Since the auction described by the Times yielded prices about 25% off year-ago prices, the auction appears to actually suggests that the Naples single family home market has not changed much over the last year. But Mr. Leonhardt completely misses all of that.

Tuesday, December 05, 2006

Does "progressive" really mean primitive?

Dr. Sanity has a post on the inquiry into why liberals have so much trouble understanding economics and markets. Conclusion -- they are still primitive in their evolution.

Algore -- sla

I imagine that most of you saw this at Hugh Hewitt, but I just had to highlight what an incredible sla Algore really is.

Typical liberal

On CNBC now, a debate about New York's new law banning the use of trans-fats in restaurants. When the spokesman opposing the ban said that the science isn't at all clear on the issue, the liberal immediately responded by saying that he had no credibility because his group accepted contributions from corporations.

With "analysis" like that, is it any wonder the law of unintended consequences keeps kicking them in the ass?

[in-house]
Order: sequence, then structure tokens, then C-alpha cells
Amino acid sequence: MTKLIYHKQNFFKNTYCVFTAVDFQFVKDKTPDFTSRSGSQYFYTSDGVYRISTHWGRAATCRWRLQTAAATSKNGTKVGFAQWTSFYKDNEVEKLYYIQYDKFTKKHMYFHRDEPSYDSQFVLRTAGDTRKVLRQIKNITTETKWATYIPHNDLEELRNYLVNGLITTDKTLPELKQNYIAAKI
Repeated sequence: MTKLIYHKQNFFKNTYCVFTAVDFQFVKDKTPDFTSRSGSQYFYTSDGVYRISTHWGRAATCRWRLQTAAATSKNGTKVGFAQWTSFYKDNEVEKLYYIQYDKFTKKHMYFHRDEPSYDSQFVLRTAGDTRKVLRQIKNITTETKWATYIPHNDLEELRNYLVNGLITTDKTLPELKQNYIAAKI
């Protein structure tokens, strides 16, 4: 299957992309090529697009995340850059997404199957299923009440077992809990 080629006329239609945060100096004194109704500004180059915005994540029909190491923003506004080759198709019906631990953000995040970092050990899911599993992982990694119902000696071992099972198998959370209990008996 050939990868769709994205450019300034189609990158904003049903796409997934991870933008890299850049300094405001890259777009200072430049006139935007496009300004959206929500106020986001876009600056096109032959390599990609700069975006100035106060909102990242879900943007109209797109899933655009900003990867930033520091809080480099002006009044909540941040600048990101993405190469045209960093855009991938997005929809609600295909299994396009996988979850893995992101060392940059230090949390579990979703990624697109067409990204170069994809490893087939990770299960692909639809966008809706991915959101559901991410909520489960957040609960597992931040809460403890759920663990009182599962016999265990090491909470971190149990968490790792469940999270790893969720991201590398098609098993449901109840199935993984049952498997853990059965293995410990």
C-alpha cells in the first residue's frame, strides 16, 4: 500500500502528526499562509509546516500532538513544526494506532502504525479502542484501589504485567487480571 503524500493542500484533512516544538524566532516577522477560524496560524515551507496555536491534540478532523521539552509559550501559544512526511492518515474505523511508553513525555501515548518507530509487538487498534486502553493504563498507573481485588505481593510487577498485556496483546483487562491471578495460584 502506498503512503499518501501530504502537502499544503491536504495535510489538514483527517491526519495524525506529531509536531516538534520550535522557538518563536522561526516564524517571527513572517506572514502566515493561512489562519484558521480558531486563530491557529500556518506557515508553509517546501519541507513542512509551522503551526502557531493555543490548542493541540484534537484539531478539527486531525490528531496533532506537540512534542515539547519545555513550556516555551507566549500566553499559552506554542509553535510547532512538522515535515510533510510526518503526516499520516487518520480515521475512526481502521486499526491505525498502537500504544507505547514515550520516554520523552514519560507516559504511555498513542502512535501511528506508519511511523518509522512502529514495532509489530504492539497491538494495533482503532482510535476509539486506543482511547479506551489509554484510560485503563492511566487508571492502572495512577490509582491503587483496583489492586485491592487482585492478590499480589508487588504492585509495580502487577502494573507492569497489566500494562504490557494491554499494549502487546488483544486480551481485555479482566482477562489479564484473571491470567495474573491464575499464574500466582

Listen to the market

Larry Kudlow compares the message of Paul Krugman with the message from the financial markets. Given Krugman's track record of being almost always wrong almost all the time, I doubt there is anyone left who actually puts his money where Krugman's mouth is.

Krugman would have a better track record throwing darts.

Lawyers should go to jail

Sadly, I have to say that I am not at all surprised to read this. Plaintiffs' lawyers in asbestos cases were known for an absence of ethics in the area where I practiced 25 years ago. Fortunately, I never had to deal with them, but if the stories I heard from other lawyers are even 1/10 accurate, they were a pretty shady bunch. Before I slander a whole group, let me restate that -- I sure heard lots of stories about the plaintiffs' lawyers in asbestos cases. Clearly, a lot of them had honesty problems. I can't speak for every apple in the whole barrel, but there sure seemed like a bunch of rotten ones.

Monday, December 04, 2006

The UN's fraudulent Global Warming offensive

I posted earlier on Christopher Monckton's takedown of the UN's study on global warming. Here is his follow-up. Note that he asks the Stern folks a simple question about a fundamental assumption upon which everything depends and they can't or won't answer it.

Why not? Because the house of cards falls down if reasonable assumptions are made.